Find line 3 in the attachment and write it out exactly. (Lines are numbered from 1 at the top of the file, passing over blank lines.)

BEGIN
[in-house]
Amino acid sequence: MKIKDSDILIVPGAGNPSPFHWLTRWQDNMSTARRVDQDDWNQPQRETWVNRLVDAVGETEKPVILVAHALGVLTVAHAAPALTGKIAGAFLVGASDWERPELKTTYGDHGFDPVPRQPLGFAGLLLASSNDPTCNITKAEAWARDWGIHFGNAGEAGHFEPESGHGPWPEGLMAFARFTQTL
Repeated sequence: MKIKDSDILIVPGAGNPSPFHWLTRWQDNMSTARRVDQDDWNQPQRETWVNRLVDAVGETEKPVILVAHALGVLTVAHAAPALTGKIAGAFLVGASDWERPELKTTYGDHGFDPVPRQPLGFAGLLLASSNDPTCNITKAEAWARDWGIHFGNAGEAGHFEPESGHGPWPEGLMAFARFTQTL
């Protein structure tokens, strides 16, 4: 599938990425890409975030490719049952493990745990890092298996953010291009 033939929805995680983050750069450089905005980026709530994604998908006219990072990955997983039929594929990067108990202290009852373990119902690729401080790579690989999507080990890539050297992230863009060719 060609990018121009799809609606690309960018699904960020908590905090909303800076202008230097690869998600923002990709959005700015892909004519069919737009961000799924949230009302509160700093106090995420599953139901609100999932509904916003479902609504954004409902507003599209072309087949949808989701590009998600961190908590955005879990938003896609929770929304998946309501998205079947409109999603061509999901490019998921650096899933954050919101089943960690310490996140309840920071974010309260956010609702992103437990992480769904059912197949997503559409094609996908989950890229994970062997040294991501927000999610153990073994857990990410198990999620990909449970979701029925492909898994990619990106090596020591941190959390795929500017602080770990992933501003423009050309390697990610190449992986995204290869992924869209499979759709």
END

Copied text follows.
Repeated sequence: MKIKDSDILIVPGAGNPSPFHWLTRWQDNMSTARRVDQDDWNQPQRETWVNRLVDAVGETEKPVILVAHALGVLTVAHAAPALTGKIAGAFLVGASDWERPELKTTYGDHGFDPVPRQPLGFAGLLLASSNDPTCNITKAEAWARDWGIHFGNAGEAGHFEPESGHGPWPEGLMAFARFTQTL